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by André Klein July 4, 2011
Are We Using Social Media Or is Social Media Using Us?
Everybody’s talking about Google+ these days. Whether it will replace Facebook or not. What’s good about it and what’s not.
While that all seems very important, there is a chance, though, that these questions are covering a far more important question!
To make it clear what I mean, let’s do a little Gedankenexperiment (thought experiment):
Imagine for a moment there was no Skype and you wanted to call your uncle on the other side of the world without paying for the phone costs. What would you do?
Well, here’s what I would do: I’d send him an email with one of the many free softwares that are like Skype, tell him how to install it and then call. Voilá!
Now, imagine there was no Facebook and you wanted to connect to your 34 classmates from highschool, 86 co-workers from your office and a varying number of family and friends. What would you do?
Chances are that each one of them will already have some kind of profile on some kind of Social Network. And to connect to all of them you need accounts on all of those networks. Which is a bit like trying to chat with people that are strewn across Microsoft & Yahoo Messenger, ICQ, AIM, etc. It’s a real pain in the rear. And it makes efficient Social Networking almost impossible.
I’ve mentioned it a few times before but nowhere else has it such a crushing significance as with Social Media:
It has to be used by a really critical mass in order to take off!
In other words: Facebook is not the most popular Social Network because it is the best one but because it’s most widely used.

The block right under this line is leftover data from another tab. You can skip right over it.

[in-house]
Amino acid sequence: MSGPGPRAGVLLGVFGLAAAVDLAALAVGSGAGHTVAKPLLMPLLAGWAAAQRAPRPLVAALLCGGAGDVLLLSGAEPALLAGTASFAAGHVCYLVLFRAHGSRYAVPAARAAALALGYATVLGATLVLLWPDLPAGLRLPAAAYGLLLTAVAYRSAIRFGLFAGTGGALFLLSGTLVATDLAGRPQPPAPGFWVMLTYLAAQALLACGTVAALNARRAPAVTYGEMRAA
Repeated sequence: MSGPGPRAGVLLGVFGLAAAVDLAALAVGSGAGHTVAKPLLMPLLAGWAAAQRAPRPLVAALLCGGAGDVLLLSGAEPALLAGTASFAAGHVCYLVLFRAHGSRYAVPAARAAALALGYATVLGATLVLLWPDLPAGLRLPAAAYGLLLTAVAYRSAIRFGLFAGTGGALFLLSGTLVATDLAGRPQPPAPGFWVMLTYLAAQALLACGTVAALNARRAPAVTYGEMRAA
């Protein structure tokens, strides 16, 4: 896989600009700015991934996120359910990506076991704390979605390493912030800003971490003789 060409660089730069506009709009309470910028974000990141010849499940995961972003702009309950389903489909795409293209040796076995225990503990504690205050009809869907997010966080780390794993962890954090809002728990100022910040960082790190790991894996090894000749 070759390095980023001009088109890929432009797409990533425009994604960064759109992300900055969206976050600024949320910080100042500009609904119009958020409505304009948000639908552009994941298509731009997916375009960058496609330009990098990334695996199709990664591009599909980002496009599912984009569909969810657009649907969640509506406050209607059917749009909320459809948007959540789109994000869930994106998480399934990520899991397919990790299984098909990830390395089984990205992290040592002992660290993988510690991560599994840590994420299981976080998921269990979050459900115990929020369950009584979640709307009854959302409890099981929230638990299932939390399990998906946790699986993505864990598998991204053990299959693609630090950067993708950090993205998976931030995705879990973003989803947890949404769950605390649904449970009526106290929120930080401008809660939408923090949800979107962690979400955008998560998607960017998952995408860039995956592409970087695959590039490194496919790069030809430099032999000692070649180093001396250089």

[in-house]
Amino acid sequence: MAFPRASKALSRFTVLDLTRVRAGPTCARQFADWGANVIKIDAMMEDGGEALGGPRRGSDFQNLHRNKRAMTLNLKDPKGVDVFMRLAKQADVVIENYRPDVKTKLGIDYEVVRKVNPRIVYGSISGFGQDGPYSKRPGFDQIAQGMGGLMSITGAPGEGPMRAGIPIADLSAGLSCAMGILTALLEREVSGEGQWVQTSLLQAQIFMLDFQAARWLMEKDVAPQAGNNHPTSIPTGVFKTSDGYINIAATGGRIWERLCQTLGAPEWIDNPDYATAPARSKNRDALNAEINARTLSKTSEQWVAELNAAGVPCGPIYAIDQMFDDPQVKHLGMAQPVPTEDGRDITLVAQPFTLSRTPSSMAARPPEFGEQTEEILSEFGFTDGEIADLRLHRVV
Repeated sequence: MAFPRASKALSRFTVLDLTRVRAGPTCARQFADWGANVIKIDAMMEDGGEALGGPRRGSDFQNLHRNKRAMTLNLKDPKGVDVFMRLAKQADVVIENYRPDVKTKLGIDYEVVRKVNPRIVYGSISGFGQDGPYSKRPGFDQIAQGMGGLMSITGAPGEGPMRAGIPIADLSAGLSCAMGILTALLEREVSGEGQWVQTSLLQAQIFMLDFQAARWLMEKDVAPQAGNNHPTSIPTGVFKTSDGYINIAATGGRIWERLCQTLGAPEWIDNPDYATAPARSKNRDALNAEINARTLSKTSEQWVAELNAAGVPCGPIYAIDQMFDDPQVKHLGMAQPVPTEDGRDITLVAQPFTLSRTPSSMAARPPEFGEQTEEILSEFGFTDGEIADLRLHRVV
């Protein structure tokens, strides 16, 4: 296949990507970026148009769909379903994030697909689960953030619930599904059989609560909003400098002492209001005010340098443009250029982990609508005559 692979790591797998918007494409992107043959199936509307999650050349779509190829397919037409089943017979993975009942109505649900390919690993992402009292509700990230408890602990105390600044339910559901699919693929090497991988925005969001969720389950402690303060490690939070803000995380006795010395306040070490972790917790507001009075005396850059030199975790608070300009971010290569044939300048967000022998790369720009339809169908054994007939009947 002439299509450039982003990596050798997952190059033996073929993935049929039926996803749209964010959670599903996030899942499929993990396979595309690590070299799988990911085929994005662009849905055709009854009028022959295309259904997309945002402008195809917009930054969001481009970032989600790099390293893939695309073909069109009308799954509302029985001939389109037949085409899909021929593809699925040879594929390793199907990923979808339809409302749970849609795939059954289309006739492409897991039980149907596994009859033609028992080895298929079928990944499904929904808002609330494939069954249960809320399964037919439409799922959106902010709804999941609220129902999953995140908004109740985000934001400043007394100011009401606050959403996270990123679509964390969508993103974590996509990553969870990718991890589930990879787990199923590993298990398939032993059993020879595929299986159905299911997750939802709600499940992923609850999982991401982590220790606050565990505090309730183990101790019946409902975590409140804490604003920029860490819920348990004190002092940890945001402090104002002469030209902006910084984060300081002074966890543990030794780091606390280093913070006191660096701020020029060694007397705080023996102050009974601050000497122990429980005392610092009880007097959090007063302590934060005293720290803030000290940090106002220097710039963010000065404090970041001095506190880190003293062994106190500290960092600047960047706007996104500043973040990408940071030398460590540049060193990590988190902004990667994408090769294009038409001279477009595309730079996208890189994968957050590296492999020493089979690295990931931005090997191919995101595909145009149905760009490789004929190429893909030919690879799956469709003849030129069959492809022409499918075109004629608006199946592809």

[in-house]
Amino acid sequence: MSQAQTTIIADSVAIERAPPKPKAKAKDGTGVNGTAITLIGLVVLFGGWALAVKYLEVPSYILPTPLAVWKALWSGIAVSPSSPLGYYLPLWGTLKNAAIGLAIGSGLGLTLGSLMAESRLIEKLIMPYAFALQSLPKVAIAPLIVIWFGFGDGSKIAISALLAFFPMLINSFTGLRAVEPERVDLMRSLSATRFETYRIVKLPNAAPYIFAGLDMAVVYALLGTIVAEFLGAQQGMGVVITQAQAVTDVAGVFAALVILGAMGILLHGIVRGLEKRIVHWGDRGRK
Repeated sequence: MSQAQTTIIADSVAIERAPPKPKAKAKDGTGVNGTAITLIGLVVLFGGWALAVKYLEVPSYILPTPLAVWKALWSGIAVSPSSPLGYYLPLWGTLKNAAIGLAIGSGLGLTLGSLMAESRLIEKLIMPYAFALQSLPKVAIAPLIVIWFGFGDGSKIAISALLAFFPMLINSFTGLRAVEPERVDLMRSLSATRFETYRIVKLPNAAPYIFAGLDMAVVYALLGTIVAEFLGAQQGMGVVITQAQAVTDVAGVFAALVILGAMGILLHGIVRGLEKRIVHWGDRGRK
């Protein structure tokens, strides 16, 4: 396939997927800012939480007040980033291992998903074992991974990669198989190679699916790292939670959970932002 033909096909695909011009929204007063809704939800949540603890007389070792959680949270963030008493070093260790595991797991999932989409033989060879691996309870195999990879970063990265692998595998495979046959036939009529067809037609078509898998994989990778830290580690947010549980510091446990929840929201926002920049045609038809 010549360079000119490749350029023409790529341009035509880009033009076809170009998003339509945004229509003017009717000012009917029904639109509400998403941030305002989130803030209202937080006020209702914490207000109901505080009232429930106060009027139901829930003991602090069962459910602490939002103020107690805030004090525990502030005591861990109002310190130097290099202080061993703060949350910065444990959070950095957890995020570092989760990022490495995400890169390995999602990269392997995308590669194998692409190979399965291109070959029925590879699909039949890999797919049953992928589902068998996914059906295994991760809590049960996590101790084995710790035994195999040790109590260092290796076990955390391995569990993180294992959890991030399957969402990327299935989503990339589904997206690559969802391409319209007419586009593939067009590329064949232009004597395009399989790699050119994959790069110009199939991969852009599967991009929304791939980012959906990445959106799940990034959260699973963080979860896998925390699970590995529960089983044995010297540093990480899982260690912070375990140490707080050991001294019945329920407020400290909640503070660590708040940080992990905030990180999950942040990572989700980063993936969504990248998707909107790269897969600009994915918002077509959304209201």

The discussion about Google+ only makes me aware of how segregated our Social Media landscape really is. It’s not much different from the Messenger confusion I refered to above, or is it?
The Segregation of Social Networks
Your contacts from work are on LinkedIn, your family and high school friends are on Facebook, your professional colleagues are on Twitter. And then there’s a lot of over-lapping and redundancy inbetween due to cross-posting, importing and “integrating”. The result: A mess! Oh, and don’t forget your new Google+ connections! They will have to be tied in somewhere into this confusion.
Maybe this chaos is an accurate representation of the way human society organizes…
Or maybe it’s turning into a huge distraction and we’d be better off without it? Some people deal with this increasing confusion by simply cutting themselves out of this or that platform completely, making it a matter of principle. And while that’s definitely a good way not to get totally crazy signing in and out of various homepages it divides our social network based on platform-preference instead of our social-graph (interest in literature, music, food, etc.) . And it makes me wonder:
Are we still in control of which Social Media service we use in order to connect to people?
Or are those Social Media services actually determining to whom we connect and how?
For example, it’s as if the Twitter Vs. Facebook debate has become the new Apple Vs. Microsoft. As if, with the rising popularity and acceptance of geek culture into the mainstream, one of its oldest shadows has risen with it, turning platform preference into something which determines to whom you will be able connect.
Have you ever heard a dialogue that goes like this?
“Are you on Facebook?” – “Ugh. Never! It looks so silly.” – “Are you on Twitter?” – “Are you crazy? Only 140 chars, it’s so stupid!”
Would an open-source peer-to-peer based Social Network that is simple to use and not motivated mainly by making investors happy solve the problem of online segregation and rise above Twitter, Facebook and Google+ in the same way Wikipedia made the encyclopedia-business not worth investing in, anymore?
What do you think?
How do you deal with maintaining a social network that is all over the place? Use only one platform? Use all of them? Use none?
img: CC by nathangibbs